Pacific Ocean: Naval Exercises of Philippines, USA, Japan, Australia

Operations will take place in the exclusive economic zone of the Philippines

A joint maritime military exercise between the Philippines, the United States, Japan, and Australia is scheduled for April 7. The maneuvers, according to what the participating forces explain, are intended to support a “free and open Pacific region.”

On the eve of the exercise, there was an argument between the Philippines and China after a collision in disputed waters in the southern China Sea: according to Manila, the Chinese coast guard was “annoyed” by two Filipino fishing boats, but Beijing claims this was duly a response to illegal activity. Amid the recurring clashes in this area of the sea, there is a long-standing dispute: Beijing claims it owns most of the South China Sea, including parts of the exclusive economic zones and territorial waters internationally recognized for Vietnam, the Philippines, Malaysia, Indonesia, and Brunei. A situation that has worsened since Ferdinand Marcos Jr, president of the Philippines since 2022, politically aligned himself with the United States, departing from the very “China” line of his predecessor. There has been a lot of friction between the two countries in recent months.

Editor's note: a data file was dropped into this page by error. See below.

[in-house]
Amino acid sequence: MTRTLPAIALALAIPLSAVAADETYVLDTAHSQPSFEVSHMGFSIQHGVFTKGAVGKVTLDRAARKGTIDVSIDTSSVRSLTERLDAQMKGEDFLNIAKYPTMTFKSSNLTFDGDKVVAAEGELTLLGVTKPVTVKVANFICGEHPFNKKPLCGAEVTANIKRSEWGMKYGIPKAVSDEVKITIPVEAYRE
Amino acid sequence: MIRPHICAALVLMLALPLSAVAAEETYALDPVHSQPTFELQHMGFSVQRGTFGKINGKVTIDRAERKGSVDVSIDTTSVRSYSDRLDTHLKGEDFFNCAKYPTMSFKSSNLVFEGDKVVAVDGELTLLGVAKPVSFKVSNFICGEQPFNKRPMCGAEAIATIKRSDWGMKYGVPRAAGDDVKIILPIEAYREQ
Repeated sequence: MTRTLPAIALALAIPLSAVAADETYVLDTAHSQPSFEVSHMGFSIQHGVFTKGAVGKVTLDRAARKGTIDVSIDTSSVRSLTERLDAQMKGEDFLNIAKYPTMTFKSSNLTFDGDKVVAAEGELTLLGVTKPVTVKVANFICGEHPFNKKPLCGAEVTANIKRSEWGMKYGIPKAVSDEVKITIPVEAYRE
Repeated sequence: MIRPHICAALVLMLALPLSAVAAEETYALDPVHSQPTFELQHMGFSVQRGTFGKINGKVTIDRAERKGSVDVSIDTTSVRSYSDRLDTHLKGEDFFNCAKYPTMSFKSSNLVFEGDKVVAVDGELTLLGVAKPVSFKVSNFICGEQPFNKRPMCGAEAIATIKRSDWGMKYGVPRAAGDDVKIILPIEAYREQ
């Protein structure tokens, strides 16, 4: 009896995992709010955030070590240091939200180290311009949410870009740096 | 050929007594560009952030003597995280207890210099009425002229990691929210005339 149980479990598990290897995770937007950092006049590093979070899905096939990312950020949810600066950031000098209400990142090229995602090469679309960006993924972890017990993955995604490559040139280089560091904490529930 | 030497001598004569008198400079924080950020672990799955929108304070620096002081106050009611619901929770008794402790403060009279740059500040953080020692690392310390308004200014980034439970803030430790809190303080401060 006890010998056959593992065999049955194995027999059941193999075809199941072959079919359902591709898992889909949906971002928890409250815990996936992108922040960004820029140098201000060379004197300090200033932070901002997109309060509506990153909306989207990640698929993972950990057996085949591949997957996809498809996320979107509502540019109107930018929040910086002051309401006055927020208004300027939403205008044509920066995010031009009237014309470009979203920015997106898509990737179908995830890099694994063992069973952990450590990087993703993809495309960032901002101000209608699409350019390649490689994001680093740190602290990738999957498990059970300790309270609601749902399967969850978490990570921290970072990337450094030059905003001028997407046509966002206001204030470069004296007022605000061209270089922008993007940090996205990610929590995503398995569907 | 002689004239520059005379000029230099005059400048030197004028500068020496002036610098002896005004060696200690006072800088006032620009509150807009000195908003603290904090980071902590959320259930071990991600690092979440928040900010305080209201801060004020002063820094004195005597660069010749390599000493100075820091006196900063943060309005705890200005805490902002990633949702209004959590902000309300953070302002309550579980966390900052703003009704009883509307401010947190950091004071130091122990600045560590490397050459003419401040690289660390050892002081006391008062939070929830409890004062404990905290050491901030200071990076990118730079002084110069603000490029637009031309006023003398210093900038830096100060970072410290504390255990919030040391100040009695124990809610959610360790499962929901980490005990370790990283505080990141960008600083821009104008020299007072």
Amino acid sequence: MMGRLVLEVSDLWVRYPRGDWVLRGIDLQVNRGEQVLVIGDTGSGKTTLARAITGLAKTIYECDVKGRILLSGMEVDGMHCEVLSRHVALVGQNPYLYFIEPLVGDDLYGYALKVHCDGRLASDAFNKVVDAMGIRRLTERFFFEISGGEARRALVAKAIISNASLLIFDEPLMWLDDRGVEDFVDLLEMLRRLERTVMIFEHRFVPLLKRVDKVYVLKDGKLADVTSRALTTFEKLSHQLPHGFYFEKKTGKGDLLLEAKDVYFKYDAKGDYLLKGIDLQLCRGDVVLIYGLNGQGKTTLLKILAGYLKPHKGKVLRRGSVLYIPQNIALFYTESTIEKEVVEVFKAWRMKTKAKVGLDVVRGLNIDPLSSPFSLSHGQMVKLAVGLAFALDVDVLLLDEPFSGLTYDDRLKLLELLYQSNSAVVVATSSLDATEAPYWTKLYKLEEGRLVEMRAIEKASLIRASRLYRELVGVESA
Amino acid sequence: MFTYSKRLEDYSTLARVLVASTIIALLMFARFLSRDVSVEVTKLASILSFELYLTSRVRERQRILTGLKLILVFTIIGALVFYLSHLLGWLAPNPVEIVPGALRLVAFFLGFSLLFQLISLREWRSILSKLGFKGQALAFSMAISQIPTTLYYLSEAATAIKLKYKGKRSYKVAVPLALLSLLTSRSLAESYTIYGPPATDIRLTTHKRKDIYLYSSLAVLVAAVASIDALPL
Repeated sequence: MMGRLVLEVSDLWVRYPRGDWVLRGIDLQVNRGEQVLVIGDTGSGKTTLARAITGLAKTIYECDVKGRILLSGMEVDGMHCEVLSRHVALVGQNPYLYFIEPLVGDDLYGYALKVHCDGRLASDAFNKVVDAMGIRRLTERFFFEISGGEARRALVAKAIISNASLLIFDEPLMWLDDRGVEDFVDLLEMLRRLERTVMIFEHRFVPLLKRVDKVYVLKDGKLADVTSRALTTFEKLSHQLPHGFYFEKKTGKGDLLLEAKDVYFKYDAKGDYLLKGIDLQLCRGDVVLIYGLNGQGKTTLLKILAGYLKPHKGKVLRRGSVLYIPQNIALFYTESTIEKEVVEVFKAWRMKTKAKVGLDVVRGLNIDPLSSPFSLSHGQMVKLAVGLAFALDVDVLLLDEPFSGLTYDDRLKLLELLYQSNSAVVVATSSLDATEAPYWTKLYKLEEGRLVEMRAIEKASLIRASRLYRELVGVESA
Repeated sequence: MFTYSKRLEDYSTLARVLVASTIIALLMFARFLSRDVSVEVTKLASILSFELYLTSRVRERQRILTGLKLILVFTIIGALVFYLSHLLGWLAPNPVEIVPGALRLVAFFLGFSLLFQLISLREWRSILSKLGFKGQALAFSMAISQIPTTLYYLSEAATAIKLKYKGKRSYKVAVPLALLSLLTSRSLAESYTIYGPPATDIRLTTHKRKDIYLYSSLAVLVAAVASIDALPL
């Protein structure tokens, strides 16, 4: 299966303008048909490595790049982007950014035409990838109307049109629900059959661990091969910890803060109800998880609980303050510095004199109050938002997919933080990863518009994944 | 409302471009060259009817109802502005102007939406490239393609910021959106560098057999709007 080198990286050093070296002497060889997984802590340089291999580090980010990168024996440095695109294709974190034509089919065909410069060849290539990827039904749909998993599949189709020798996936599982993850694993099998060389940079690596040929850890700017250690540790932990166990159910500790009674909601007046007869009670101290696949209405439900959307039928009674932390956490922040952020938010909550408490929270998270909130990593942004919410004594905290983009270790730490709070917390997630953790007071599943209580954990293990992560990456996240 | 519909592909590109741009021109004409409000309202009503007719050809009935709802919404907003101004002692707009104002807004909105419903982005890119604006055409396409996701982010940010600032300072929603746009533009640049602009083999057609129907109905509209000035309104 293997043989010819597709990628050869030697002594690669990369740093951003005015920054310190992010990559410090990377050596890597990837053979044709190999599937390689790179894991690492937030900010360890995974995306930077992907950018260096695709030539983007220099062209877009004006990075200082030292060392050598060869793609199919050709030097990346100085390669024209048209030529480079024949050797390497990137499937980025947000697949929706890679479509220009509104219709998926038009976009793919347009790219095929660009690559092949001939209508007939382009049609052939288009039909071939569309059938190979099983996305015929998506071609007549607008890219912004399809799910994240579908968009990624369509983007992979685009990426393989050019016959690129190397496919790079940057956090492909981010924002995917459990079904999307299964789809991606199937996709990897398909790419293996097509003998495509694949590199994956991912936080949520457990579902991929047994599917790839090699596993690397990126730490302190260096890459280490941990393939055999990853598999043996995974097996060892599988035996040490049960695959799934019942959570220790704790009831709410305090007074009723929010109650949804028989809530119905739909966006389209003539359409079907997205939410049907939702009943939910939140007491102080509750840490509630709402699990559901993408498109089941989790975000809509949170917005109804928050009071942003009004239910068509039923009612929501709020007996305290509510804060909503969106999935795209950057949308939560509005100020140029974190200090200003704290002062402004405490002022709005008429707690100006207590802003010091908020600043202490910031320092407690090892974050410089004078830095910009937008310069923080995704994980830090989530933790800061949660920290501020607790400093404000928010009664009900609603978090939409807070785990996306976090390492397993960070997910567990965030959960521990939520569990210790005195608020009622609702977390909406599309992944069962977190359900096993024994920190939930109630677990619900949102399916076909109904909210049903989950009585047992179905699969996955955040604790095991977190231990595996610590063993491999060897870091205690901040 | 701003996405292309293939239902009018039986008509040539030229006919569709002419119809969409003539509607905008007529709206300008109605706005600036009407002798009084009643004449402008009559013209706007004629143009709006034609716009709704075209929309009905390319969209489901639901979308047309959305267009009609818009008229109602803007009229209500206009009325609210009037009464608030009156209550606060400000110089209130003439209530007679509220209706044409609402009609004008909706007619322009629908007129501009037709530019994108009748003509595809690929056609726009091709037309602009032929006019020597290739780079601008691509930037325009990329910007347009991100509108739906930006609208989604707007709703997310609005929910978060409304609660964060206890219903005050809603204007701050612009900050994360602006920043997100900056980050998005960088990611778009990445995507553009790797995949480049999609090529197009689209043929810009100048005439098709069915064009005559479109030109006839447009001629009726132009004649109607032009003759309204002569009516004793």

The maritime exercise “provides communication and maneuvering of guards in Manila’s exclusive economic zone (EEZ) in the southern China Sea,” explained Philippine Defense Department spokesman Arsenio Andolong, according to what Reuters reported. The four countries participating in the exercise affirm the legitimacy of the “South China Sea Arbitral Tribunal,” which in 2016 declared Chinese claims to the South China Sea illegal.